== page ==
‘Ghost Love’ has two intertwined stories set twenty-five years, the first set in present day England and the second in Moscow circa 1990. They feature the same lead character, a Russian girl called Tonia, though in the present day part her name has been anglicized to Toni. The story is told from her POV.
The idea I had was to compare and contrast Tonia/Toni’s life in the two eras and to show how the decisions she made back in the USSR affected things a quarter of a century later. It also allowed me the opportunity to explore how Toni’s attitudes had changed after she settled in the UK. Initially I thought about making the book a two-parter, the first part in 1990s and the second in the present day. But as I began to write the two stories I came to the conclusion that it would be much more satisfying and provide the reader with a much more immediate and stronger contrast if I were to alternate one chapter set in the 1990s with one set in the present day.
There were problems with this though. In the book Tonia’s English boyfriend, Peter, who she meets when he visits the university where she’s an undergraduate, dies, leaving Tonia and her baby by him alone and destitute in Moscow. Now by intertwining the stories it was impossible to hide this from the reader (I mean, he only features as a memory in the present day section) so all the surprise was gone. So what I did was confront this head-on and in the first page of the book the reader learns Peter’s dead (but seems determined to communicate with Toni via FaceBook). In retrospect I think this helps the story telling by making Tonia’s love affair with Peter all the more poignant because we know it’s doomed.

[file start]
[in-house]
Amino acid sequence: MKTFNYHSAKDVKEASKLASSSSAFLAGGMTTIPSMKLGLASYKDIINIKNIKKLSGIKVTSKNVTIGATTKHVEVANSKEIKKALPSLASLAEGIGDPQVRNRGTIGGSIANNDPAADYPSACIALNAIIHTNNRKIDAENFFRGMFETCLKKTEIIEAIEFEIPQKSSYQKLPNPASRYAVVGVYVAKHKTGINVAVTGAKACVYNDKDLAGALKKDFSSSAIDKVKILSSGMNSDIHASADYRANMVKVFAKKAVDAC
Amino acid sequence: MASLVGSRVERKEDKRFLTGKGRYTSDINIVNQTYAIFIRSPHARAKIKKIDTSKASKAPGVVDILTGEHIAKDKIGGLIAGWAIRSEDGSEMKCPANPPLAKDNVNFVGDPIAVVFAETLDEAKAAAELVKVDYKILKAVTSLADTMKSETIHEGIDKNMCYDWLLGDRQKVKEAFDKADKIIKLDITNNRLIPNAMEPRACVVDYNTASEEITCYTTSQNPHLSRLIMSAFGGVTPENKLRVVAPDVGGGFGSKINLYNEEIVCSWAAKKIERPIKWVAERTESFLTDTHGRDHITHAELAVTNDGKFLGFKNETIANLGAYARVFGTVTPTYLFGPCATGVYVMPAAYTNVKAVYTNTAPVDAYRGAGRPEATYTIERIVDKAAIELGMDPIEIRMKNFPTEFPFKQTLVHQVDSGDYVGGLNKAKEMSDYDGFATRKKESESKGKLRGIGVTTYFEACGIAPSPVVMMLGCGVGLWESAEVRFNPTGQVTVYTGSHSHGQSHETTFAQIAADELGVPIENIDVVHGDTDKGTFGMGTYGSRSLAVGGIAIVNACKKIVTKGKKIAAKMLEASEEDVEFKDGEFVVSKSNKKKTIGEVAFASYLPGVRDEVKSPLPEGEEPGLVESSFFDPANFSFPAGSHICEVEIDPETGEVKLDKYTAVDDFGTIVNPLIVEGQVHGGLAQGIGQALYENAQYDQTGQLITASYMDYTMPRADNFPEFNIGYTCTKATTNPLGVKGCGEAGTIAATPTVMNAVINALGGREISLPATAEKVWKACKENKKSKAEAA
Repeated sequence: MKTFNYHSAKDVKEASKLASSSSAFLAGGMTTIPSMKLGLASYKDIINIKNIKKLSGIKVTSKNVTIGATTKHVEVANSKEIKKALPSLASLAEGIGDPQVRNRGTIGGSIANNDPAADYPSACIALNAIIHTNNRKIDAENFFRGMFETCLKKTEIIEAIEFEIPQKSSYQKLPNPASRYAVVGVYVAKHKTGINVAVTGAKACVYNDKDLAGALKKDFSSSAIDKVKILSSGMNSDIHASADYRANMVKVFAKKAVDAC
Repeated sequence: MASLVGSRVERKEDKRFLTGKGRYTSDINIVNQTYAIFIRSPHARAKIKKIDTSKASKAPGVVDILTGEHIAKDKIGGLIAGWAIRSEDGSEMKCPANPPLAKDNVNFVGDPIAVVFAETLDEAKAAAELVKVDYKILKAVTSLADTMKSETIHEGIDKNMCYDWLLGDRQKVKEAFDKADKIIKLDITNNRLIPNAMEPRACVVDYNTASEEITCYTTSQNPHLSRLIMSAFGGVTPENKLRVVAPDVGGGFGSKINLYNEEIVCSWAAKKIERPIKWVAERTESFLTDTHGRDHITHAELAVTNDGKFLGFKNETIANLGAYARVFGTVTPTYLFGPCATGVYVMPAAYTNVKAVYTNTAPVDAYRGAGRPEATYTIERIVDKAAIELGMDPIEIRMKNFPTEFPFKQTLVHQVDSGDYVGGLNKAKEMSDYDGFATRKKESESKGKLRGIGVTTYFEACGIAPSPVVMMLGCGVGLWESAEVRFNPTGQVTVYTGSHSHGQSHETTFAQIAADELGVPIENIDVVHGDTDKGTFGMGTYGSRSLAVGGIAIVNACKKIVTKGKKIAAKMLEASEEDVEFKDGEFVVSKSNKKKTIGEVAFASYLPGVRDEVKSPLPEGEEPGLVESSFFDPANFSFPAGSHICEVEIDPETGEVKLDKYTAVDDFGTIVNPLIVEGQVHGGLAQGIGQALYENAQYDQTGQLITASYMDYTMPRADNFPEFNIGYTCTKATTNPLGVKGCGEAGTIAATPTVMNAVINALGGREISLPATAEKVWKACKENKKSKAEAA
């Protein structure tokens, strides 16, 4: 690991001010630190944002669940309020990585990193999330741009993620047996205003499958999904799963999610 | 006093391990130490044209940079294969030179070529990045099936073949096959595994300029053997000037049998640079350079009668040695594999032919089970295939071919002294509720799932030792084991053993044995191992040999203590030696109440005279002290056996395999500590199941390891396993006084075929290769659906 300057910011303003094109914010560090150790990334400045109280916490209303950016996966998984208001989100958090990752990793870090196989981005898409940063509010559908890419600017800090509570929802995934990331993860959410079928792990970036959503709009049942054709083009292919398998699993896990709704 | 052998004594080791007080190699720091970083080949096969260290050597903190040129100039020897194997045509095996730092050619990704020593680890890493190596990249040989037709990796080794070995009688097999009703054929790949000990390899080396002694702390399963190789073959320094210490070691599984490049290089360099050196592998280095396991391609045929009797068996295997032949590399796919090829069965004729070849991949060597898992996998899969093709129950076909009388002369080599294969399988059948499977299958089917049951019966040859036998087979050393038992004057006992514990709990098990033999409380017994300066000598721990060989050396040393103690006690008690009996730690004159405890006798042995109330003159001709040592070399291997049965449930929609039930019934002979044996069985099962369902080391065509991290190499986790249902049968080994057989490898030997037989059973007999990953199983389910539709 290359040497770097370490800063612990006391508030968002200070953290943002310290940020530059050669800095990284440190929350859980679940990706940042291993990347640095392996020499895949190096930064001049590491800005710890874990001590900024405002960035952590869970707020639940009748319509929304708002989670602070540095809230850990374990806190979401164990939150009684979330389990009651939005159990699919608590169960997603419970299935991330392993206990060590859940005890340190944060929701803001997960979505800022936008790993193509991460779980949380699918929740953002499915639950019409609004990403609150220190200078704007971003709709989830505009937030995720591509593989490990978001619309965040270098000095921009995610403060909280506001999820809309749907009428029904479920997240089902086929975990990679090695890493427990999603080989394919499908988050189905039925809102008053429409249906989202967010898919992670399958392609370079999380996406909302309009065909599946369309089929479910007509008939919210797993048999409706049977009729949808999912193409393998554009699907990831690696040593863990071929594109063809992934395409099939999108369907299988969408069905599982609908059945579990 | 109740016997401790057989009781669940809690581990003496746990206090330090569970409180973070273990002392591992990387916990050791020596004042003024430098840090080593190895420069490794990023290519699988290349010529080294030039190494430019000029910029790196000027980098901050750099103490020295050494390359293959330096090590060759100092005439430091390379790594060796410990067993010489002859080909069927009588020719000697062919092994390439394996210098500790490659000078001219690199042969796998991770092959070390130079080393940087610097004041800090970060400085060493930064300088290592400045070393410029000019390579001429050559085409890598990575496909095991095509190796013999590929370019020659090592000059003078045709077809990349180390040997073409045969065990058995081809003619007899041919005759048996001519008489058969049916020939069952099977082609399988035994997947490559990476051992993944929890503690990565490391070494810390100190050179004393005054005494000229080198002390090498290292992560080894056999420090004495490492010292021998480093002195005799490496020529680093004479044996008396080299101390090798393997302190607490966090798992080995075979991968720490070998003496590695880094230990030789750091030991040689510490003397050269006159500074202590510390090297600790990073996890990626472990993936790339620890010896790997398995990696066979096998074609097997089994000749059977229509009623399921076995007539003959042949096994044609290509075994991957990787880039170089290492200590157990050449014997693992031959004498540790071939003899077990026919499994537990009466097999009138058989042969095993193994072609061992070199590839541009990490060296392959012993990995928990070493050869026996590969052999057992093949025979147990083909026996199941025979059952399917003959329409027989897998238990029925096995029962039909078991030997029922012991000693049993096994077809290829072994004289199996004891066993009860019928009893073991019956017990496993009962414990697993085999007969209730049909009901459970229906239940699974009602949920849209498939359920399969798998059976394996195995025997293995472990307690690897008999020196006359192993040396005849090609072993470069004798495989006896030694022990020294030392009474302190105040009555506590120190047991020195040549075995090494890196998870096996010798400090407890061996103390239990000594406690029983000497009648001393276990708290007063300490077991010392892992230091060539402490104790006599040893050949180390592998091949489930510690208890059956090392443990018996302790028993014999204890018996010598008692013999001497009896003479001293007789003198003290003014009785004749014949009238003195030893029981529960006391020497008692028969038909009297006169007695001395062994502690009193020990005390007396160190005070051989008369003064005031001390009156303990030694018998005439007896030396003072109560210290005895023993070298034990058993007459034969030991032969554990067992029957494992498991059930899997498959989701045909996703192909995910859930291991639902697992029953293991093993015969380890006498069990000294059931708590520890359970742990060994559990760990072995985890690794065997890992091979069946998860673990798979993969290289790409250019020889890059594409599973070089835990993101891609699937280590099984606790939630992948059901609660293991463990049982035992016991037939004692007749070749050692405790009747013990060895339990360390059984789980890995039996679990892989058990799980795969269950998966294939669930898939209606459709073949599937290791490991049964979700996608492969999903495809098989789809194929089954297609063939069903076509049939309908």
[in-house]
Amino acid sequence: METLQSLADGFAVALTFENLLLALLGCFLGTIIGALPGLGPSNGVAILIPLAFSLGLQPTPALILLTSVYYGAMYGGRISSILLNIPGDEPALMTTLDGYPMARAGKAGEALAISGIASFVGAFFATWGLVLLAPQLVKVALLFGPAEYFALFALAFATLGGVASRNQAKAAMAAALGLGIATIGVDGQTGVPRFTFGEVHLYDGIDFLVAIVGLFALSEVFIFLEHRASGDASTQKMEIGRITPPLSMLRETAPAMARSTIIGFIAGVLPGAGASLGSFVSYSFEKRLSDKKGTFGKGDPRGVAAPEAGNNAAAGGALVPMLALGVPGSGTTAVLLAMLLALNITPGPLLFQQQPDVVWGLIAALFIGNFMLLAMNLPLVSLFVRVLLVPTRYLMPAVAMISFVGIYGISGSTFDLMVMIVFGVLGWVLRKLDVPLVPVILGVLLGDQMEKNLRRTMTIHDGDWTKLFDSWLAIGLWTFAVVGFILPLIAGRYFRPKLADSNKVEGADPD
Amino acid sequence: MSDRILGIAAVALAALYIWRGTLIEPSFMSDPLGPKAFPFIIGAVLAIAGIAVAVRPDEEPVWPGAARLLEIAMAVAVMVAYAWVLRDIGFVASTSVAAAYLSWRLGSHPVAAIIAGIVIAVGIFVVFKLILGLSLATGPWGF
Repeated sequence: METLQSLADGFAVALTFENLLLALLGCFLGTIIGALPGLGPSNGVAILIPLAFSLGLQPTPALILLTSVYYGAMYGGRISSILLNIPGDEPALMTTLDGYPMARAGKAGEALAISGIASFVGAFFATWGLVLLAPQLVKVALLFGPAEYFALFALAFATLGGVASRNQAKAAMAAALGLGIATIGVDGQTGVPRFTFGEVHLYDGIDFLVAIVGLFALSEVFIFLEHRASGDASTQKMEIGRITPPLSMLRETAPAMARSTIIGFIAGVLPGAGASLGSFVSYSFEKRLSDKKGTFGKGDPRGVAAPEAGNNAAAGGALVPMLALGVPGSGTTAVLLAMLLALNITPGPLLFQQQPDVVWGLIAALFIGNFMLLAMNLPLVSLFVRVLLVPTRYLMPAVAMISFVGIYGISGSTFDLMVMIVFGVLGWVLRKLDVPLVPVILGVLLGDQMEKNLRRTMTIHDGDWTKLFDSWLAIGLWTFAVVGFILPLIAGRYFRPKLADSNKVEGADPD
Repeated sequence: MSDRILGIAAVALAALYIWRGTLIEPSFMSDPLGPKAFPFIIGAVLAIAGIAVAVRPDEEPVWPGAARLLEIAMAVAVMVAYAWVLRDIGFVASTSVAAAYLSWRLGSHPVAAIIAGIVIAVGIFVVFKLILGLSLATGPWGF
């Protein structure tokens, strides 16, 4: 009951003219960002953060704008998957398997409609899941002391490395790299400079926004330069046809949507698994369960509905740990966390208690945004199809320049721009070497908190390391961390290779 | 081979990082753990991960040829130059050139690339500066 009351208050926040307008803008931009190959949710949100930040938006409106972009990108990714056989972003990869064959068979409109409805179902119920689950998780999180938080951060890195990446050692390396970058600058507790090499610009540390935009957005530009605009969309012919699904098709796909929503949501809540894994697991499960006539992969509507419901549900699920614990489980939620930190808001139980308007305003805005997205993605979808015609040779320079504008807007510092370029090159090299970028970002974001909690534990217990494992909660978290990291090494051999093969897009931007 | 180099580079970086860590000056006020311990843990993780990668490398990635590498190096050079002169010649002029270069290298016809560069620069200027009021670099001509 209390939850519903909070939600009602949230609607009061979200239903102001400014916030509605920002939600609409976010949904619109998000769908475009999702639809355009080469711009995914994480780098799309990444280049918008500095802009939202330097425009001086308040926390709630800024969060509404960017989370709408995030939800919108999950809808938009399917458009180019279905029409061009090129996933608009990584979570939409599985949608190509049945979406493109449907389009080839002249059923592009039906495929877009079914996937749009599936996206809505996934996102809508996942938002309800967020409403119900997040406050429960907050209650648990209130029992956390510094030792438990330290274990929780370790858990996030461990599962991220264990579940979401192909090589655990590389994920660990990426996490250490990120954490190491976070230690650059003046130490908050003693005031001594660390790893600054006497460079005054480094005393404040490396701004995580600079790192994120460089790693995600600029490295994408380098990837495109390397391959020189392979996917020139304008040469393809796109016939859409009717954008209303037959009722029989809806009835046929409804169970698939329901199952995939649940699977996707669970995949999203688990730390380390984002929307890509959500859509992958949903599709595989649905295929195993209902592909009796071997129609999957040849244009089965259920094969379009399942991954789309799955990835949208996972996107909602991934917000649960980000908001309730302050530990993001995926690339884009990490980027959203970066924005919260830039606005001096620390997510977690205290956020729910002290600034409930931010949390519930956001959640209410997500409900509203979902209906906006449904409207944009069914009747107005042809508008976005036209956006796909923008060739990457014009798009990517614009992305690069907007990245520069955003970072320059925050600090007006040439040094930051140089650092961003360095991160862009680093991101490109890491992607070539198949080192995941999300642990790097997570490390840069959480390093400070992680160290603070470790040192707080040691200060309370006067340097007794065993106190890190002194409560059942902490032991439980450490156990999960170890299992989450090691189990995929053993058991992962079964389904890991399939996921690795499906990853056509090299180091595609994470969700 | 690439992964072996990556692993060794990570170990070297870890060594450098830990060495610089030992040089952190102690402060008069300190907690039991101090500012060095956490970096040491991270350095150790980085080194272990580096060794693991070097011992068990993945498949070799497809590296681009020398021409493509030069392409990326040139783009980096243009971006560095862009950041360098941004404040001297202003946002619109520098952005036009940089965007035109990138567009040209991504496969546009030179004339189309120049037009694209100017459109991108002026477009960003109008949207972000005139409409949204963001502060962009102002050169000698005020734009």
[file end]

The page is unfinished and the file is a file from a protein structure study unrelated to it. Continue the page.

The other problem is making the chapters past and present complement each other. For instance, an important character in the book is Georgie, Peter’s devoted but unbalanced sister. Georgie believes Tonia is a gold-digger simply after Peter’s money (and a British passport). There are scenes in both the past and the present when Georgie takes Tonia/Toni to task over this and I wanted them to follow one another in the book so that Georgie’s hostility was emphasized. This took some very careful writing (and a whole load of cut and pasting!)
The final problem is that with Toni being twenty-five years older than Tonia and with their stories being told side-by-side I had to make the character’s development both convincing and consistent. Toni is considerably tougher and more world-weary than she was as a twenty-two year old girl in Moscow and this jaded outlook had to be communicated. The fun I had was seeing Toni recover some of her youthful joie de vivre when a new man walks into her life.
So to sum up. Intertwining stories in a novel presents narrative opportunities (especially regarding character development) but is tricky to pull off. Fortunately, thus far, my readers seem to have enjoyed the novelty of it. I’m encouraged, so-much-so that this intertwining trick is one I’m determined to pull off with my “next after next” book ‘Hotel Rus’.